Definitions

from The Century Dictionary and Cyclopedia

  • Long, thin jaws or chops; hence, a thin visage.

Etymologies

Sorry, no etymologies found.

Examples

  • Hornblower could imagine the lantern-jaws working in surprise, and he ignored the mumblings.

    Hornblower And The Hotspur

  • His appearance was that of an elderly _hidalgo_, dressed in mourning, with moustaches of iron-gray carefully waxed and twisted around a pair of lantern-jaws.

    The Atlantic Monthly, Volume 12, No. 72, October, 1863

  • There were several others of whom I was not so sure, sitting at the other side of the table, but I conjecture that both Fielding and Richardson were among them, and I could swear to the lantern-jaws and cadaverous visage of Lawrence Sterne.

    The Captain of the Polestar and other Tales

  • There were several others of whom I was not so sure, sitting at the other side of the table, but I conjecture that both Fielding and Richardson were among them, and I could swear to the lantern-jaws and cadaverous visage of

    The Captain of the Polestar

  • When he came to the surface and looked up, he saw through a cloud of smoke on the rail the lantern-jaws of Mr. Todd working convulsively on pipe and cigar, and heard the angry utterance: "Yes, d-- n ye, I smoke."

    "Where Angels Fear to Tread" and Other Stories of the Sea

  • The other was a god-like creature, a poet by profession, with long lantern-jaws, grey eyes deeply set, and a mass of curly black hair, from which the face with its pallor and its distinction, shone dimly out like the portrait of a Cinquecento.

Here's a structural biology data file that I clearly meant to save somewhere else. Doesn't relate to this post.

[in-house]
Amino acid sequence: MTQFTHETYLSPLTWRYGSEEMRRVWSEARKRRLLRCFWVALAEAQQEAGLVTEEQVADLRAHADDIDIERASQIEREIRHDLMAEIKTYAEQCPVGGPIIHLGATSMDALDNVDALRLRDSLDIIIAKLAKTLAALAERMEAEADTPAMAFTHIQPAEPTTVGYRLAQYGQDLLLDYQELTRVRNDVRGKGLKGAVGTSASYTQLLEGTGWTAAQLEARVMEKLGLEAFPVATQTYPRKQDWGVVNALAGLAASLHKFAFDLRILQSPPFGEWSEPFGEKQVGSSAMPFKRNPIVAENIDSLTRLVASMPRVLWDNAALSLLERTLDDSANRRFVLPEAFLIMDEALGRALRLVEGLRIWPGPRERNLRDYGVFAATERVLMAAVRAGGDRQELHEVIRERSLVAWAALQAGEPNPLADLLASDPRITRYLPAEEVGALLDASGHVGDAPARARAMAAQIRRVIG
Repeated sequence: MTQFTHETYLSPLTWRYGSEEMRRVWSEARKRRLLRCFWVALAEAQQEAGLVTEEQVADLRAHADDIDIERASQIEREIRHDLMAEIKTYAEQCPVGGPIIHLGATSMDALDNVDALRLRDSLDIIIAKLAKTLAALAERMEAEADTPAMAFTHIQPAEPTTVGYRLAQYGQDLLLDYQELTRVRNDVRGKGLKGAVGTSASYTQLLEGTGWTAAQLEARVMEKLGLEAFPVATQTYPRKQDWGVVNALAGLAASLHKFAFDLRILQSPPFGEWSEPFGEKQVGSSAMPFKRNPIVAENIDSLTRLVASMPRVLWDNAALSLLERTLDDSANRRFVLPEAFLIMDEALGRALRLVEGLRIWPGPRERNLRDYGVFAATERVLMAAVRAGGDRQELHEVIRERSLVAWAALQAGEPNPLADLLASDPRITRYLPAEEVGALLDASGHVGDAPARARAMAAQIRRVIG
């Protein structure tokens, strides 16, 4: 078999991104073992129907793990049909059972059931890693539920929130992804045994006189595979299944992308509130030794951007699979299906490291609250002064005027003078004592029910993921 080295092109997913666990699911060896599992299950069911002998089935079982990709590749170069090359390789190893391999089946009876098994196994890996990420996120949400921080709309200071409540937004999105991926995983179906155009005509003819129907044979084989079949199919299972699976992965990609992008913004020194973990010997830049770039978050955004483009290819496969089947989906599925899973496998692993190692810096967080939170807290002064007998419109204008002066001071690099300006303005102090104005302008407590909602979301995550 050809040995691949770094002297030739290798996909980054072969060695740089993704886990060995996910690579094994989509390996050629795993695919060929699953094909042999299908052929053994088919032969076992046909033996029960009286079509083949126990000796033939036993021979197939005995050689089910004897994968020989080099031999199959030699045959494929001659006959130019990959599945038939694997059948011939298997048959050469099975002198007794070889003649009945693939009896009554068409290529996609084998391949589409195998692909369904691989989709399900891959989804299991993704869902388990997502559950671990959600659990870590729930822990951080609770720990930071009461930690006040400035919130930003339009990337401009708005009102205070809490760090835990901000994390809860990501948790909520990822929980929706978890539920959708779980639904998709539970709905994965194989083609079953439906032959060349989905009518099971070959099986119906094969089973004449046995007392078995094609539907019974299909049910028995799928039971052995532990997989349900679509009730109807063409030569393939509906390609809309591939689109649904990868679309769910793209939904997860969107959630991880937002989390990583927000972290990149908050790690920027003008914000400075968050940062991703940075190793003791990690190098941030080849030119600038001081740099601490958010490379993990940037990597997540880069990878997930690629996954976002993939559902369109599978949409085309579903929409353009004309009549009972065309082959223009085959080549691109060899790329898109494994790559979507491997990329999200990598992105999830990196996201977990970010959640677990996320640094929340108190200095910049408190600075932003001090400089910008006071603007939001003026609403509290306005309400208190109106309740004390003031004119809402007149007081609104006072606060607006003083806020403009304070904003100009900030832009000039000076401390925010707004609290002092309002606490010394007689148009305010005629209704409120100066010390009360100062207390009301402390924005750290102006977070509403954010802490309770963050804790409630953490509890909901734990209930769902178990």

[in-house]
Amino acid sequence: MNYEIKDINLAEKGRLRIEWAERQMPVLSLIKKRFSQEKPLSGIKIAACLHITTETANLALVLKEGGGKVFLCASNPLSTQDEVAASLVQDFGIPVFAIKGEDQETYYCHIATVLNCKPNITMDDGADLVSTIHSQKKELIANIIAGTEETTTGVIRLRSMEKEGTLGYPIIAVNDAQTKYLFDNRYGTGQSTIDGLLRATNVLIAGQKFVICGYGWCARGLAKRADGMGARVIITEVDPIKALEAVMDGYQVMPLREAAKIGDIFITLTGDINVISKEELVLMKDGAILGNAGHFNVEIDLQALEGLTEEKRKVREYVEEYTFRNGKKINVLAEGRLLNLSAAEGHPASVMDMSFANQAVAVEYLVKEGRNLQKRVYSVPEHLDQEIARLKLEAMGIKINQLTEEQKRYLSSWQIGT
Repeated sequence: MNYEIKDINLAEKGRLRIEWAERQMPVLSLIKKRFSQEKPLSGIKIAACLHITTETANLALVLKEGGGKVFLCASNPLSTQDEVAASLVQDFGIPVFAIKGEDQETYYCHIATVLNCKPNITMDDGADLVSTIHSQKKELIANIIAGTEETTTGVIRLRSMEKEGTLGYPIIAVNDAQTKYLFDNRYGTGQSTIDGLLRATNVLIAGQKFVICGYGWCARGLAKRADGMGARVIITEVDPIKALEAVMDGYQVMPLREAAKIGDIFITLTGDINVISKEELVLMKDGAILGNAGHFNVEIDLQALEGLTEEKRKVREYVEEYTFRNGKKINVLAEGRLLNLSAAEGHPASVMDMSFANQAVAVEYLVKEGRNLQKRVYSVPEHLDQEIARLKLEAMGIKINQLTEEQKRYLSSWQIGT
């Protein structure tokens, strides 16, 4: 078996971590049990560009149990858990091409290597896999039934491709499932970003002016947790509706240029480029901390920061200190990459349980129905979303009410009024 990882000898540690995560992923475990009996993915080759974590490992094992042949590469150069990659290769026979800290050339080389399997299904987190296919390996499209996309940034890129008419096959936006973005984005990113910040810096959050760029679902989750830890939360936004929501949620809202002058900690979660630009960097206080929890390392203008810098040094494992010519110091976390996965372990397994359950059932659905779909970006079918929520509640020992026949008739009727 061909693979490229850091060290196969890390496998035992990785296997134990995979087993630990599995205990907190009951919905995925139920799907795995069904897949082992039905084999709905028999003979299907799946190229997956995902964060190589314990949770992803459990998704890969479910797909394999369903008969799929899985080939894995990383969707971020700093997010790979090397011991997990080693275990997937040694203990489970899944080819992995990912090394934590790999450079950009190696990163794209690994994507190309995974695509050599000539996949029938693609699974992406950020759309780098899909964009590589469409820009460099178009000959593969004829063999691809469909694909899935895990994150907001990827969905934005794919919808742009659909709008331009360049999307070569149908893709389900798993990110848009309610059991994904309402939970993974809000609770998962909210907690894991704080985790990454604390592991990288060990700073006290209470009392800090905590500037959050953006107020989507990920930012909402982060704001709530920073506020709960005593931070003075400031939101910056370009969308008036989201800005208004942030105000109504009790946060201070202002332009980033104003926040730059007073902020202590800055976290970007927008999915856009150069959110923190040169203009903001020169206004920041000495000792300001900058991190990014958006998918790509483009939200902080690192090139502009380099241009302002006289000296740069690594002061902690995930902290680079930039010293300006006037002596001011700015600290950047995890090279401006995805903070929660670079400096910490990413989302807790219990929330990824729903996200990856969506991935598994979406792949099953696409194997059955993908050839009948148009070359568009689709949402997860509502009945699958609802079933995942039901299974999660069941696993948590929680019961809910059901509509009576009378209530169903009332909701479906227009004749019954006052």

Delia Blanchflower

  • His appearance was that of an elderly hidalgo, dressed in mourning, with mustaches of iron-gray carefully waxed and twisted round a pair of lantern-jaws.

    The Luck of Roaring Camp and Other Tales With Condensed Novels, Spanish and American Legends, and Earlier Papers

  • His appearance was that of an elderly hidalgo, dressed in mourning, with mustaches of iron-gray carefully waxed and twisted around a pair of lantern-jaws.

    Legends and Tales

  • The one was the black shock-head of the groom; the other, graced with a long thrum nightcap, showed a grizzled pate, and a grave caricatured countenance, which the hook-nose and lantern-jaws proclaimed to belong to the Gallic minister of good cheer, whose praises he had heard sung forth on the preceding evening.

    Peveril of the Peak

  • Nor must we omit his meagerness and entire featureliness, face and frame, which Cervantes gives us at once: "It is said that his surname was 'Quixada' or 'Quesada,'" &c. -- even in this trifle showing an exquisite judgment; -- just once insinuating the association of 'lantern-jaws' into the reader's mind, yet not retaining it obtrusively like the names in old farces and in the Pilgrim's

    Literary Remains, Volume 1

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